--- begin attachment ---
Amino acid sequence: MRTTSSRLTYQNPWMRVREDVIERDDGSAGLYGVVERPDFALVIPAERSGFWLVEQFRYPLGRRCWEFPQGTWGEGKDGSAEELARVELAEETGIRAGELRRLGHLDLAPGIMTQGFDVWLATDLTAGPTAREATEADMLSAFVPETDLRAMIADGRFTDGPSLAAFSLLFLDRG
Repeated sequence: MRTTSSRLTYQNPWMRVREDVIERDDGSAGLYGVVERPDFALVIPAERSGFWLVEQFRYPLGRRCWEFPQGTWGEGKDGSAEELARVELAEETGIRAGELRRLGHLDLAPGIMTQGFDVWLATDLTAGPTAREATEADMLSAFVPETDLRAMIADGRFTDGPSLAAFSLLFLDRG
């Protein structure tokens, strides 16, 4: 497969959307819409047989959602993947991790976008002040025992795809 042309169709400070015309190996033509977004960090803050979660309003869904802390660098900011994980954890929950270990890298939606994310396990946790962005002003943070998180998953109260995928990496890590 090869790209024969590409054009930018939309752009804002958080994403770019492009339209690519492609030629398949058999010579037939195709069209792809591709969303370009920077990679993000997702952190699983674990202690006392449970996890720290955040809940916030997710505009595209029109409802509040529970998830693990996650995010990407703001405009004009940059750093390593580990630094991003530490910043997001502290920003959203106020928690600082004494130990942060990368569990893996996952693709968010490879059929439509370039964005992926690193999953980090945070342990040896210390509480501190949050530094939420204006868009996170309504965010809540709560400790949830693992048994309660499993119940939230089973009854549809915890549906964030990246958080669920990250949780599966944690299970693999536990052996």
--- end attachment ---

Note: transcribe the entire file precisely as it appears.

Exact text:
Amino acid sequence: MRTTSSRLTYQNPWMRVREDVIERDDGSAGLYGVVERPDFALVIPAERSGFWLVEQFRYPLGRRCWEFPQGTWGEGKDGSAEELARVELAEETGIRAGELRRLGHLDLAPGIMTQGFDVWLATDLTAGPTAREATEADMLSAFVPETDLRAMIADGRFTDGPSLAAFSLLFLDRG
Repeated sequence: MRTTSSRLTYQNPWMRVREDVIERDDGSAGLYGVVERPDFALVIPAERSGFWLVEQFRYPLGRRCWEFPQGTWGEGKDGSAEELARVELAEETGIRAGELRRLGHLDLAPGIMTQGFDVWLATDLTAGPTAREATEADMLSAFVPETDLRAMIADGRFTDGPSLAAFSLLFLDRG
């Protein structure tokens, strides 16, 4: 497969959307819409047989959602993947991790976008002040025992795809 042309169709400070015309190996033509977004960090803050979660309003869904802390660098900011994980954890929950270990890298939606994310396990946790962005002003943070998180998953109260995928990496890590 090869790209024969590409054009930018939309752009804002958080994403770019492009339209690519492609030629398949058999010579037939195709069209792809591709969303370009920077990679993000997702952190699983674990202690006392449970996890720290955040809940916030997710505009595209029109409802509040529970998830693990996650995010990407703001405009004009940059750093390593580990630094991003530490910043997001502290920003959203106020928690600082004494130990942060990368569990893996996952693709968010490879059929439509370039964005992926690193999953980090945070342990040896210390509480501190949050530094939420204006868009996170309504965010809540709560400790949830693992048994309660499993119940939230089973009854549809915890549906964030990246958080669920990250949780599966944690299970693999536990052996």